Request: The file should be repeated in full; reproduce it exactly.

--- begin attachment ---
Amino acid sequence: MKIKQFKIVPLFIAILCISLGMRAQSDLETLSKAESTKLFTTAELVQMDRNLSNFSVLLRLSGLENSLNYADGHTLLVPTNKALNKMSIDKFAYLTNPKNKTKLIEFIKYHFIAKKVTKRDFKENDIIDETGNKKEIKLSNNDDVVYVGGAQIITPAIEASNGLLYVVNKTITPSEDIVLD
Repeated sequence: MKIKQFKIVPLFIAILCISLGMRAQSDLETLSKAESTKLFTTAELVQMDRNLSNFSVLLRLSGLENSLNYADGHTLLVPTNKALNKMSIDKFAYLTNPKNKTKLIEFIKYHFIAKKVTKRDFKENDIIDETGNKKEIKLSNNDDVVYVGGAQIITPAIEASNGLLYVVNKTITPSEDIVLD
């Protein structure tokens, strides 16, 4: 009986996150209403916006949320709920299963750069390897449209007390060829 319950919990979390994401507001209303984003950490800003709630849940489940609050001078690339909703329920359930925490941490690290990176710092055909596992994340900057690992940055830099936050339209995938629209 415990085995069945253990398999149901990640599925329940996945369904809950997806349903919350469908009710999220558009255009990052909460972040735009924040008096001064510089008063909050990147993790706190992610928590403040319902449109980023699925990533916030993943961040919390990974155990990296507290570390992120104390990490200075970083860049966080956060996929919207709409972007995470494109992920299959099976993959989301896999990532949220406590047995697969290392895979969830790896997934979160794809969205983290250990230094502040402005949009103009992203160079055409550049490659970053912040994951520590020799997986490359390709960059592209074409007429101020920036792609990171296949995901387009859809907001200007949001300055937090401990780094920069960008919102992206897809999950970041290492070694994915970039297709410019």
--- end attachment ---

Amino acid sequence: MKIKQFKIVPLFIAILCISLGMRAQSDLETLSKAESTKLFTTAELVQMDRNLSNFSVLLRLSGLENSLNYADGHTLLVPTNKALNKMSIDKFAYLTNPKNKTKLIEFIKYHFIAKKVTKRDFKENDIIDETGNKKEIKLSNNDDVVYVGGAQIITPAIEASNGLLYVVNKTITPSEDIVLD
Repeated sequence: MKIKQFKIVPLFIAILCISLGMRAQSDLETLSKAESTKLFTTAELVQMDRNLSNFSVLLRLSGLENSLNYADGHTLLVPTNKALNKMSIDKFAYLTNPKNKTKLIEFIKYHFIAKKVTKRDFKENDIIDETGNKKEIKLSNNDDVVYVGGAQIITPAIEASNGLLYVVNKTITPSEDIVLD
């Protein structure tokens, strides 16, 4: 009986996150209403916006949320709920299963750069390897449209007390060829 319950919990979390994401507001209303984003950490800003709630849940489940609050001078690339909703329920359930925490941490690290990176710092055909596992994340900057690992940055830099936050339209995938629209 415990085995069945253990398999149901990640599925329940996945369904809950997806349903919350469908009710999220558009255009990052909460972040735009924040008096001064510089008063909050990147993790706190992610928590403040319902449109980023699925990533916030993943961040919390990974155990990296507290570390992120104390990490200075970083860049966080956060996929919207709409972007995470494109992920299959099976993959989301896999990532949220406590047995697969290392895979969830790896997934979160794809969205983290250990230094502040402005949009103009992203160079055409550049490659970053912040994951520590020799997986490359390709960059592209074409007429101020920036792609990171296949995901387009859809907001200007949001300055937090401990780094920069960008919102992206897809999950970041290492070694994915970039297709410019």